Views from the top and helping young women get there


Dr Yvonne Thompson CBE, an Inspiring Women volunteer, talks about her own life experiences and going into schools with the programme.

Over 30 years ago when I started my business there was no ‘Inspiring the Future’ campaign which may have given me the jump start I needed. Back in the 80’s I started my business despite what I call, a triple whammy. First it was rare to have a woman running her own business, secondly and rarer still, was to see a black woman running her own business and then the final piece of the triple whammy conundrum was to have a black woman with her own business running a PR company. How very dare she! But I did.

I embarked on the same challenges when I was invited to become a founding Director of Choice FM, the UK’s first legally black owned radio station, now known as Capital Xtra. During the next 15 years of the station I was the only woman on a board of nine. I was a minority within the minorities. A very lonely place to be. However this gave me an insight of things to come, and prepared me for the numerous public and private sector Boards, that I sat on as the only woman and invariably the only minority. That remains true up to today.

Thank heavens things have changed exponentially since the 1980’s. The physical, and psychological barriers of women in business have been swiped aside by the new emerging, energetic and fearless generation of women who are now taking the world by storm. There are no barriers that cannot be overcome in this digital age, as we’ve seen with the young women now standing to make their mark in history across the world.
My involvement with ‘Inspiring the Future’ and the young minds at schools across London, not only allows me to give back to young women, things I learned along the way, but it gives me something too. The feedback I receive provides me with an external validation that what I have been doing is exactly what is needed, both by young people and by potential employers. Today’s young people have a way of being very direct. If they appreciate what you are doing they let you know and if they don’t they have their own way of letting you know that too.
Whilst visiting the schools and academies during this campaign, you can’t help getting caught up in the energy of those future leaders It provides me with a compelling image of the future and it is important that this energy continues to be nurtured and guided by initiatives such as ‘Inspiring Women’.
With the Women on Boards campaign enjoying such a high profile, we need to sustain this momentum to encourage more mentors that demonstrate to young women that it is possible to have aspirations to reach the heights of the corporate world that was previously the fiefdom of men. More and more women are attaining and exceeding their aspirations, and there should be no barriers if this is the trajectory they want to take.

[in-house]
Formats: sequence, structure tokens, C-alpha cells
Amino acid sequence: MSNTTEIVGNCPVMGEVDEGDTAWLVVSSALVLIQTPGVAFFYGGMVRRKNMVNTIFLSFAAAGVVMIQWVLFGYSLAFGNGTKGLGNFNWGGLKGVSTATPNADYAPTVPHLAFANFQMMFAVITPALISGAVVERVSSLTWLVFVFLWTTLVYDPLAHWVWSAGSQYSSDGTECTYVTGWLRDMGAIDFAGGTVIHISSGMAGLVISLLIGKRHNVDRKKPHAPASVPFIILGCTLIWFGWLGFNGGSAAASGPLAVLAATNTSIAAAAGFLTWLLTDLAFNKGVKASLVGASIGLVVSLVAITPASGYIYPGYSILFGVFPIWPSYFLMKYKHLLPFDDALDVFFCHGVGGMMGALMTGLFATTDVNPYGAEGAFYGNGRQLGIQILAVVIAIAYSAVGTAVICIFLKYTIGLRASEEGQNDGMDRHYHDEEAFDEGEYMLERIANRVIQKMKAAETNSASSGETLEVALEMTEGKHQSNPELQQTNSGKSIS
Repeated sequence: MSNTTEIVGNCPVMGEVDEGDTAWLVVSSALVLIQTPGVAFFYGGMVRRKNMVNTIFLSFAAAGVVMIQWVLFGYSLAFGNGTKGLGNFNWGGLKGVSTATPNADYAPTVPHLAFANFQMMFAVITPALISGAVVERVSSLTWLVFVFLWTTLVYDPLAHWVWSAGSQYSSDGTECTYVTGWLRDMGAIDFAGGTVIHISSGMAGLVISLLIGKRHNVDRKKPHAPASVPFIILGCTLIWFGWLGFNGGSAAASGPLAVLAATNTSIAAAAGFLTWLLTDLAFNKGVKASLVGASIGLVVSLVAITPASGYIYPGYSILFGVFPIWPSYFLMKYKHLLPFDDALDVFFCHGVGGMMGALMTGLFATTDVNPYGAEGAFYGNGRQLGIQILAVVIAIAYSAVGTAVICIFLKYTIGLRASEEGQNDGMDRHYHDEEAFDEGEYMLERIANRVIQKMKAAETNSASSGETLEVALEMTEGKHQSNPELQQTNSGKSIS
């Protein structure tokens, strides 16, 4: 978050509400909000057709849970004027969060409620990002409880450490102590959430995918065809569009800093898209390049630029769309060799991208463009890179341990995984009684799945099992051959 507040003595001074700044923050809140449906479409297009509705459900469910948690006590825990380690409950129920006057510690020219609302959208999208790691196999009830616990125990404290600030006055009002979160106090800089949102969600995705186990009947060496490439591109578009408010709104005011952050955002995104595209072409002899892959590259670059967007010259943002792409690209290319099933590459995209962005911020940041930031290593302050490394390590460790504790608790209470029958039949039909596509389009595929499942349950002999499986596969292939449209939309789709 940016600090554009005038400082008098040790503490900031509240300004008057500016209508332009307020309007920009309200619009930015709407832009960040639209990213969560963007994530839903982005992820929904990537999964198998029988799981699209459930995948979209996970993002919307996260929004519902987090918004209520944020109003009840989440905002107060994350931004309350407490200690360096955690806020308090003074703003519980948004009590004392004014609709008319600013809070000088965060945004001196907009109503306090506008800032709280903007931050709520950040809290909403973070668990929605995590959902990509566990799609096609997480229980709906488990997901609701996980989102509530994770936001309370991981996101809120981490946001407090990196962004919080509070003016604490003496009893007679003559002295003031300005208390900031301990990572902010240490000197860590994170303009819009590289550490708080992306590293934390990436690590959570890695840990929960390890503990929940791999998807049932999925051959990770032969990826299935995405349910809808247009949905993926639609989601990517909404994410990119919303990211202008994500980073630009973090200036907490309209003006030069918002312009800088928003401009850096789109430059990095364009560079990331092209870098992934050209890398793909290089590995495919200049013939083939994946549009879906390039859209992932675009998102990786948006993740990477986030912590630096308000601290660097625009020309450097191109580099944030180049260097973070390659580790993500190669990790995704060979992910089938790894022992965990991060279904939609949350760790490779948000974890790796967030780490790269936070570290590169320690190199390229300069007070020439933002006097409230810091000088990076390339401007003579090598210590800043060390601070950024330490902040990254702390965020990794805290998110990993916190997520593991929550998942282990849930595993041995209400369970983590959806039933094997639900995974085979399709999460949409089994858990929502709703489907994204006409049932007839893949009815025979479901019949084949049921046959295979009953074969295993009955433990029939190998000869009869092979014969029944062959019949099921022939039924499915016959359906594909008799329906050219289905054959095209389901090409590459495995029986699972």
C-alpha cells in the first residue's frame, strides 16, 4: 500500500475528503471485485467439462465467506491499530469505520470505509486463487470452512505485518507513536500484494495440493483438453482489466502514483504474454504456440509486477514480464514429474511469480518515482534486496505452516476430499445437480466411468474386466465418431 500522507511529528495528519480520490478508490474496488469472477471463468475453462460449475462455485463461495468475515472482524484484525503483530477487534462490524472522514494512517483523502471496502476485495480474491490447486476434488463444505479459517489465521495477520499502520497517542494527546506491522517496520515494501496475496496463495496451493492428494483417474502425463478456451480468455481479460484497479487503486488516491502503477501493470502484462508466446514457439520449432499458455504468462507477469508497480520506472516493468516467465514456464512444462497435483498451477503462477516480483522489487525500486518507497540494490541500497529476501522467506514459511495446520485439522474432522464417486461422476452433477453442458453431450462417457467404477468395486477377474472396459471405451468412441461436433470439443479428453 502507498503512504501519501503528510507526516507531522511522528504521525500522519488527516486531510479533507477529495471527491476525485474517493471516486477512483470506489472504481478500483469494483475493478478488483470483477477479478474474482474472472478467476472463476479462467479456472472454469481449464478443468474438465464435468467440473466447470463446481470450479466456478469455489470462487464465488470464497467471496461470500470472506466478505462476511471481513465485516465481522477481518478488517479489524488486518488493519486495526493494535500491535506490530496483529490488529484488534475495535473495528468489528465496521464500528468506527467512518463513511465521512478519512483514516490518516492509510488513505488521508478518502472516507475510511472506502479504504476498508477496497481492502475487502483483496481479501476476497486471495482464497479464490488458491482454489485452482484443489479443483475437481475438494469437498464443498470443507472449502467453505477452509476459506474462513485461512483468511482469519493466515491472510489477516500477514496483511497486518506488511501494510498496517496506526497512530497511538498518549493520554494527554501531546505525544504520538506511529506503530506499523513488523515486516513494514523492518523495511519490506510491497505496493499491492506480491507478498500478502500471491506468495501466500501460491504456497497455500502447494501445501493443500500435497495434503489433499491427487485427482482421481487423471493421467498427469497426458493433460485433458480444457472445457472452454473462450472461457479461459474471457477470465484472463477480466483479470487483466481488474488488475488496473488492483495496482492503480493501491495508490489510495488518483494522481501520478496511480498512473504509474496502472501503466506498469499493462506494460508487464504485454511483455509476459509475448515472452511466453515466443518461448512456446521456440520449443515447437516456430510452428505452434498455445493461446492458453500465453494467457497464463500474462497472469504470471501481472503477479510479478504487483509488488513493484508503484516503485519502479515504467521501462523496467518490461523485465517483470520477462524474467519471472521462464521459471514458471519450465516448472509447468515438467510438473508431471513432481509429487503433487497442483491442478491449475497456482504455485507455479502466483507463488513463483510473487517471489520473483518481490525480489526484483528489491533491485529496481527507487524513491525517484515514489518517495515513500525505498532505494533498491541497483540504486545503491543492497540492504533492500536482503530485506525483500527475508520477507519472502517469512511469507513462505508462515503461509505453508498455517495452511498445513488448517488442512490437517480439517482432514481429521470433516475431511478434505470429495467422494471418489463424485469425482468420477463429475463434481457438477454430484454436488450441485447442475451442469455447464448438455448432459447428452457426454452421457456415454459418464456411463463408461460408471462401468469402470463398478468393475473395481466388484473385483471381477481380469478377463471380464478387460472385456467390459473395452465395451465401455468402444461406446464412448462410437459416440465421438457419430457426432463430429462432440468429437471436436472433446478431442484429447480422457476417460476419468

In my book ”7 Traits of Highly Successful Women on Boards – Views from the top and how to get there” I interviewed 22 real models, not role models; women at the top on boards who share their tips, advice, traits, and how to overcome challenges on their journey, breaking down boardroom barriers that face future women leaders.
Miriam Gonzalez Durantes who is a champion of the Inspiring Women campaign says in the foreword; “7 Traits of Highly Successful Women on Boards is the book that most women on their way to the top should have by their bedside table”. If you have any notion that there is not enough young women coming through the corporate talent pool, get involved with the ‘Inspiring Women’ campaign, play your part and lend a hand to guide them in the right direction.
Dr Yvonne Thompson CBE is the Author of,”7 Traits of Highly Successful Women on Boards – Views from the top and how to get there”. Email:


‘Dead white men’ make way for women at Oxford

dead white men

Students at Hertford College @UniofOxford return this term to find a new set of faces staring down in the great hall: the portraits of dead white men have been swept away, replaced by photographs of female fellows and graduates. This is to celebrate 40 years of being co-ed.

Read article:

One in two young women in UK has degree


Interesting stats out from OECD, one in two young women in the United Kingdom now holds a university-level degree. The good news is that this is an historic high for the UK, and higher than among 25-34 year-old women in France (47%), Germany (31%) and the US (48%).

The depressing news is that on average, adult women in the UK earn 20% less than men, regardless of their education level, a difference similar to the OECD average.

Read the @OECD report:

The Inspiring Women campaign is helping to ensure that the future generation of young women get good qualifications and good pay!
Register to talk about your job with girls in a school near you:

Totally wasted. The crisis of young women’s worklessness


The number of people in England not in education, employment or training (NEET) is high. However, despite common assumptions about who is NEET, there are many more women than men in this position, and this has been the case for more than a decade. Women are NEET for longer and the impact is deeper.

Contrary to popular assumptions only 1/4 women who are NEET are mothers, but those who, are face even more barriers to working.

Interesting new research by @YWTrust: